Even those who suffer from FOMO, such as Christophe, need to learn how to get out of useless meetings occasionally. “For a long time, I used fake phone calls as an excuse to leave meetings, but that didn’t work. Today, with remote work, I attend online meetings, but I do other work on the side. I’m aware that this is counterproductive, but I’m not ready to slam the door on these meetings and reveal my dissatisfaction,” Christophe admits. So, what’s the secret to making your escape without tarnishing your reputation?

Four strategies for leaving a meeting (wisely)

Leaving a meeting is sometimes necessary, so you need to know how to do it tactfully.

Vareille offers this advice:

Be upfront about what you plan to do. “It’s generally well-received to say at the start of a meeting that you won’t be able to attend all of it,” says Vareille.

Suggest following a clear agenda. “If the meeting is sufficiently organized, ask if it’s possible to modify the order of business so you can be present for the parts you’ll add value to,” Vareille suggests. Saying that you’ll be leaving a meeting early, but you’d like to be there for the discussions you bring value to can be a subtle way of telling the organizer that a clear agenda is essential.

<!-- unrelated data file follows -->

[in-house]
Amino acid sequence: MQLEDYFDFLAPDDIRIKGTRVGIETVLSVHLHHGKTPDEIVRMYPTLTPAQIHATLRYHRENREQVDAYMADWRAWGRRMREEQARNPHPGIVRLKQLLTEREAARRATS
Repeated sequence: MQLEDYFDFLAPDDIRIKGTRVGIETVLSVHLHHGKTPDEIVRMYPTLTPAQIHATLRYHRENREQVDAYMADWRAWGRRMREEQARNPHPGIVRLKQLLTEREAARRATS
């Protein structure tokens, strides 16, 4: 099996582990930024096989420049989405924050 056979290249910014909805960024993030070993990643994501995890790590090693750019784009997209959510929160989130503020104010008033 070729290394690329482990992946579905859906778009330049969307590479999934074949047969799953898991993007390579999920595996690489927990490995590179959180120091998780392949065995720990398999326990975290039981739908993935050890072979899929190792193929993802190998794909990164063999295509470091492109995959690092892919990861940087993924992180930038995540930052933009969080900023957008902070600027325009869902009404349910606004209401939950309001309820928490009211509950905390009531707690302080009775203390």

Be an active participant in the flow of a meeting. “Before you get up and leave, you should try to keep the meeting on track. If the objectives aren’t clear or the discussion is going astray, you could ask, ‘Can someone tell me what needs to be accomplished in the next 30 minutes?’” says Vareille.

Don’t slip away like a thief. “When you leave a meeting, it’s good to explain why you’re doing so. We need to be bold and admit we don’t feel like we’re adding value, or that we have perhaps misunderstood the agenda,” says Vareille. This approach has worked well for him, he adds.

Having courage and engaging in proactive communication can help you to avoid unnecessary meetings and positively influence the ones you do attend. “It’s time to break the complacency of mediocrity in meetings,” Vareille says. Meetings should be used as an opportunity to exchange ideas, make decisions, and have human interaction, he adds. They should not be a source of frustration or wasted time. “We need kindness, yes,” Vareille says, “but not complacency.”

Translated by Lorraine Posthuma

Photo: Welcome to the Jungle